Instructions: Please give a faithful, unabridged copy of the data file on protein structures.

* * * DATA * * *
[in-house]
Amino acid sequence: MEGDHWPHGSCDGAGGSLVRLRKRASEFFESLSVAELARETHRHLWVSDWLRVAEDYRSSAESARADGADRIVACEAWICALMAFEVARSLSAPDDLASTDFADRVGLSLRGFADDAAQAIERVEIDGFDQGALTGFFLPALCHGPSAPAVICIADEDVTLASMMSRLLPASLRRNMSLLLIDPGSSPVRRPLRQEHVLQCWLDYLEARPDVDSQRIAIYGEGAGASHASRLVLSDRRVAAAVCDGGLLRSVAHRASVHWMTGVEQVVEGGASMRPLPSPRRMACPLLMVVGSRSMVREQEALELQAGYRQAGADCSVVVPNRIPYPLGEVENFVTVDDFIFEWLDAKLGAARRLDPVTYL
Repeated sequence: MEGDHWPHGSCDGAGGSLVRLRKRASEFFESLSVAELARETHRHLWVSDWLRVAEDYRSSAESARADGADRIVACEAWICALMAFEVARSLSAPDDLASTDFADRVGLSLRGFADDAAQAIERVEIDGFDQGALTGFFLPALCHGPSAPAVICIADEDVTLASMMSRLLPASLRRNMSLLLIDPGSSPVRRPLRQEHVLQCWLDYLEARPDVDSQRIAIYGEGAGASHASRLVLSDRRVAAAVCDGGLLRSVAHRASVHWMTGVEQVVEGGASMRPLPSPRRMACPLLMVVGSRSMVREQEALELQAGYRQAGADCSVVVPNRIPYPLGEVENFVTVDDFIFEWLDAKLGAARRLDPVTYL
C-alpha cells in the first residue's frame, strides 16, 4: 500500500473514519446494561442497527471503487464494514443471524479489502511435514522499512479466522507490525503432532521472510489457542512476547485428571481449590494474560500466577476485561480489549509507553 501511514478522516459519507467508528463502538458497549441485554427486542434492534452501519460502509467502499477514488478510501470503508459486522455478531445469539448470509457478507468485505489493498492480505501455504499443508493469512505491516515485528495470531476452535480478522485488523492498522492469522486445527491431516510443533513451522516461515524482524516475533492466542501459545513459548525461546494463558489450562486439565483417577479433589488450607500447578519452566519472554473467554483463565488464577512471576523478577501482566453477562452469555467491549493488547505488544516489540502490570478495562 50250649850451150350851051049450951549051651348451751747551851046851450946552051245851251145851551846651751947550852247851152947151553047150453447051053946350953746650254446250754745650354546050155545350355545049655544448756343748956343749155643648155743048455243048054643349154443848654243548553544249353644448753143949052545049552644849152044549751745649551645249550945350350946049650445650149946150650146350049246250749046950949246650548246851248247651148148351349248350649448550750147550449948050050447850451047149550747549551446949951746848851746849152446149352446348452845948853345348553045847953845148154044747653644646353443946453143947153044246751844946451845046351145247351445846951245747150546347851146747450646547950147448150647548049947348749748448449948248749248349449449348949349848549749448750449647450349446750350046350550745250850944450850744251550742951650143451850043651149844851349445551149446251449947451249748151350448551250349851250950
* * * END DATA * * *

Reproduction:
[in-house]
Amino acid sequence: MEGDHWPHGSCDGAGGSLVRLRKRASEFFESLSVAELARETHRHLWVSDWLRVAEDYRSSAESARADGADRIVACEAWICALMAFEVARSLSAPDDLASTDFADRVGLSLRGFADDAAQAIERVEIDGFDQGALTGFFLPALCHGPSAPAVICIADEDVTLASMMSRLLPASLRRNMSLLLIDPGSSPVRRPLRQEHVLQCWLDYLEARPDVDSQRIAIYGEGAGASHASRLVLSDRRVAAAVCDGGLLRSVAHRASVHWMTGVEQVVEGGASMRPLPSPRRMACPLLMVVGSRSMVREQEALELQAGYRQAGADCSVVVPNRIPYPLGEVENFVTVDDFIFEWLDAKLGAARRLDPVTYL
Repeated sequence: MEGDHWPHGSCDGAGGSLVRLRKRASEFFESLSVAELARETHRHLWVSDWLRVAEDYRSSAESARADGADRIVACEAWICALMAFEVARSLSAPDDLASTDFADRVGLSLRGFADDAAQAIERVEIDGFDQGALTGFFLPALCHGPSAPAVICIADEDVTLASMMSRLLPASLRRNMSLLLIDPGSSPVRRPLRQEHVLQCWLDYLEARPDVDSQRIAIYGEGAGASHASRLVLSDRRVAAAVCDGGLLRSVAHRASVHWMTGVEQVVEGGASMRPLPSPRRMACPLLMVVGSRSMVREQEALELQAGYRQAGADCSVVVPNRIPYPLGEVENFVTVDDFIFEWLDAKLGAARRLDPVTYL
C-alpha cells in the first residue's frame, strides 16, 4: 500500500473514519446494561442497527471503487464494514443471524479489502511435514522499512479466522507490525503432532521472510489457542512476547485428571481449590494474560500466577476485561480489549509507553 501511514478522516459519507467508528463502538458497549441485554427486542434492534452501519460502509467502499477514488478510501470503508459486522455478531445469539448470509457478507468485505489493498492480505501455504499443508493469512505491516515485528495470531476452535480478522485488523492498522492469522486445527491431516510443533513451522516461515524482524516475533492466542501459545513459548525461546494463558489450562486439565483417577479433589488450607500447578519452566519472554473467554483463565488464577512471576523478577501482566453477562452469555467491549493488547505488544516489540502490570478495562 50250649850451150350851051049450951549051651348451751747551851046851450946552051245851251145851551846651751947550852247851152947151553047150453447051053946350953746650254446250754745650354546050155545350355545049655544448756343748956343749155643648155743048455243048054643349154443848654243548553544249353644448753143949052545049552644849152044549751745649551645249550945350350946049650445650149946150650146350049246250749046950949246650548246851248247651148148351349248350649448550750147550449948050050447850451047149550747549551446949951746848851746849152446149352446348452845948853345348553045847953845148154044747653644646353443946453143947153044246751844946451845046351145247351445846951245747150546347851146747450646547950147448150647548049947348749748448449948248749248349449449348949349848549749448750449647450349446750350046350550745250850944450850744251550742951650143451850043651149844851349445551149446251449947451249748151350448551250349851250950